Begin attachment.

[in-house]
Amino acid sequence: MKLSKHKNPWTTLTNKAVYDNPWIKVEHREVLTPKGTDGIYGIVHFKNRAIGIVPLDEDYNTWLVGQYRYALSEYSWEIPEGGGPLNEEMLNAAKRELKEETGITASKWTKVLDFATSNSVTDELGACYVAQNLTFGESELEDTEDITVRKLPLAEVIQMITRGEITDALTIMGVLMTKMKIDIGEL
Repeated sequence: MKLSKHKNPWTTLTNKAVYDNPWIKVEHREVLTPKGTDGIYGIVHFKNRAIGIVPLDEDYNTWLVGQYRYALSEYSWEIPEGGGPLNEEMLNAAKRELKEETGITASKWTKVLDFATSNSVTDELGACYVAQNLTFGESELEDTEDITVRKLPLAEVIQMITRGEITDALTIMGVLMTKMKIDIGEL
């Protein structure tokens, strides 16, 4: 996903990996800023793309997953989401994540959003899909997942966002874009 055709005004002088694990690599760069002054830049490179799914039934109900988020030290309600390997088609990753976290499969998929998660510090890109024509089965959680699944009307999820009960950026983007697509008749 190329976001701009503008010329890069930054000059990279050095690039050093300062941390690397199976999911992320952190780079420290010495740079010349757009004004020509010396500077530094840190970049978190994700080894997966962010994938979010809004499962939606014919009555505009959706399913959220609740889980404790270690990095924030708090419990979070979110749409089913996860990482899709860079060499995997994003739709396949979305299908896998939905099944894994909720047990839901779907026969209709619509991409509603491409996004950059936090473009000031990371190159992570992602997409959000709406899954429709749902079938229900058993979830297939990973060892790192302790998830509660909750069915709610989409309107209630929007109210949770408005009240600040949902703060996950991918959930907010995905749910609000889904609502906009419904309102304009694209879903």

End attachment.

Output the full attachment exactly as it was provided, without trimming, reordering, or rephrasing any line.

[in-house]
Amino acid sequence: MKLSKHKNPWTTLTNKAVYDNPWIKVEHREVLTPKGTDGIYGIVHFKNRAIGIVPLDEDYNTWLVGQYRYALSEYSWEIPEGGGPLNEEMLNAAKRELKEETGITASKWTKVLDFATSNSVTDELGACYVAQNLTFGESELEDTEDITVRKLPLAEVIQMITRGEITDALTIMGVLMTKMKIDIGEL
Repeated sequence: MKLSKHKNPWTTLTNKAVYDNPWIKVEHREVLTPKGTDGIYGIVHFKNRAIGIVPLDEDYNTWLVGQYRYALSEYSWEIPEGGGPLNEEMLNAAKRELKEETGITASKWTKVLDFATSNSVTDELGACYVAQNLTFGESELEDTEDITVRKLPLAEVIQMITRGEITDALTIMGVLMTKMKIDIGEL
């Protein structure tokens, strides 16, 4: 996903990996800023793309997953989401994540959003899909997942966002874009 055709005004002088694990690599760069002054830049490179799914039934109900988020030290309600390997088609990753976290499969998929998660510090890109024509089965959680699944009307999820009960950026983007697509008749 190329976001701009503008010329890069930054000059990279050095690039050093300062941390690397199976999911992320952190780079420290010495740079010349757009004004020509010396500077530094840190970049978190994700080894997966962010994938979010809004499962939606014919009555505009959706399913959220609740889980404790270690990095924030708090419990979070979110749409089913996860990482899709860079060499995997994003739709396949979305299908896998939905099944894994909720047990839901779907026969209709619509991409509603491409996004950059936090473009000031990371190159992570992602997409959000709406899954429709749902079938229900058993979830297939990973060892790192302790998830509660909750069915709610989409309107209630929007109210949770408005009240600040949902703060996950991918959930907010995905749910609000889904609502906009419904309102304009694209879903």